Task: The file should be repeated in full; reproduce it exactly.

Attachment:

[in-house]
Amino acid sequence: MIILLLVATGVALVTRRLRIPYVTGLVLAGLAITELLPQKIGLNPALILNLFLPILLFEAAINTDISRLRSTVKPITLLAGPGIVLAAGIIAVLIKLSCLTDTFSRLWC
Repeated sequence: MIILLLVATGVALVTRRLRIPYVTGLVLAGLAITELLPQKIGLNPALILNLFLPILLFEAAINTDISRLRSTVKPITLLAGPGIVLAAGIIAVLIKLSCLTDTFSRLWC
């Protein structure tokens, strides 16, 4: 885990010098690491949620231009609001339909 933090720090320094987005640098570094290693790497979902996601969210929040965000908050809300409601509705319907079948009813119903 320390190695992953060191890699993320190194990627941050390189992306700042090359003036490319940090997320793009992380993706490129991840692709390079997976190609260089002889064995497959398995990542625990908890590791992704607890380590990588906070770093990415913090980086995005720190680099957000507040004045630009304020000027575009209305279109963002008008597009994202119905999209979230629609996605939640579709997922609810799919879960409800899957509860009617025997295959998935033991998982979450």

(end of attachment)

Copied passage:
[in-house]
Amino acid sequence: MIILLLVATGVALVTRRLRIPYVTGLVLAGLAITELLPQKIGLNPALILNLFLPILLFEAAINTDISRLRSTVKPITLLAGPGIVLAAGIIAVLIKLSCLTDTFSRLWC
Repeated sequence: MIILLLVATGVALVTRRLRIPYVTGLVLAGLAITELLPQKIGLNPALILNLFLPILLFEAAINTDISRLRSTVKPITLLAGPGIVLAAGIIAVLIKLSCLTDTFSRLWC
């Protein structure tokens, strides 16, 4: 885990010098690491949620231009609001339909 933090720090320094987005640098570094290693790497979902996601969210929040965000908050809300409601509705319907079948009813119903 320390190695992953060191890699993320190194990627941050390189992306700042090359003036490319940090997320793009992380993706490129991840692709390079997976190609260089002889064995497959398995990542625990908890590791992704607890380590990588906070770093990415913090980086995005720190680099957000507040004045630009304020000027575009209305279109963002008008597009994202119905999209979230629609996605939640579709997922609810799919879960409800899957509860009617025997295959998935033991998982979450």